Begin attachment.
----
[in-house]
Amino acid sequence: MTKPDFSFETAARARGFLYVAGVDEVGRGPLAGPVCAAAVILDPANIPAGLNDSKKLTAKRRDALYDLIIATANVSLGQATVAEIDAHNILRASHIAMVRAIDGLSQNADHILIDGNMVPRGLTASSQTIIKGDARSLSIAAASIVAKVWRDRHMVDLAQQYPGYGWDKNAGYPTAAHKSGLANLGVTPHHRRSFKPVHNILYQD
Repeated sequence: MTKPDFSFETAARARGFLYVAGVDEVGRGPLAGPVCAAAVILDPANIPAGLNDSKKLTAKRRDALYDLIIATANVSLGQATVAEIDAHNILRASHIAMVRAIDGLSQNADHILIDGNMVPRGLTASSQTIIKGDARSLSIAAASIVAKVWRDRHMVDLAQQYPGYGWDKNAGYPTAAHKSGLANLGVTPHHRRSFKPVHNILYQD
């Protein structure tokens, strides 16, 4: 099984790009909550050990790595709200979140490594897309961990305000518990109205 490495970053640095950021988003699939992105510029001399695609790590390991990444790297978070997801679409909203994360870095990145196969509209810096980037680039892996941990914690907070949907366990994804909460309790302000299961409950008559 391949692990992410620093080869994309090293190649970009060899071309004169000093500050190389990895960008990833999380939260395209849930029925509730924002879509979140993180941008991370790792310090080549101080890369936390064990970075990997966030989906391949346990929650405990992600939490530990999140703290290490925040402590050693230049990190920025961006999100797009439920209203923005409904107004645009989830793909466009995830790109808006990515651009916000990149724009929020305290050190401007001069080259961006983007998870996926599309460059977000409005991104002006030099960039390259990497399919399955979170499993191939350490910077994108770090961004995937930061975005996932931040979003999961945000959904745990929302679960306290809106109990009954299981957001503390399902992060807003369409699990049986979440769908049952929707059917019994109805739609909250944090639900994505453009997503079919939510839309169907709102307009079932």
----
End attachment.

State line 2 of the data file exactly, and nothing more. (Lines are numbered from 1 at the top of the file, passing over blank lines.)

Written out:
Amino acid sequence: MTKPDFSFETAARARGFLYVAGVDEVGRGPLAGPVCAAAVILDPANIPAGLNDSKKLTAKRRDALYDLIIATANVSLGQATVAEIDAHNILRASHIAMVRAIDGLSQNADHILIDGNMVPRGLTASSQTIIKGDARSLSIAAASIVAKVWRDRHMVDLAQQYPGYGWDKNAGYPTAAHKSGLANLGVTPHHRRSFKPVHNILYQD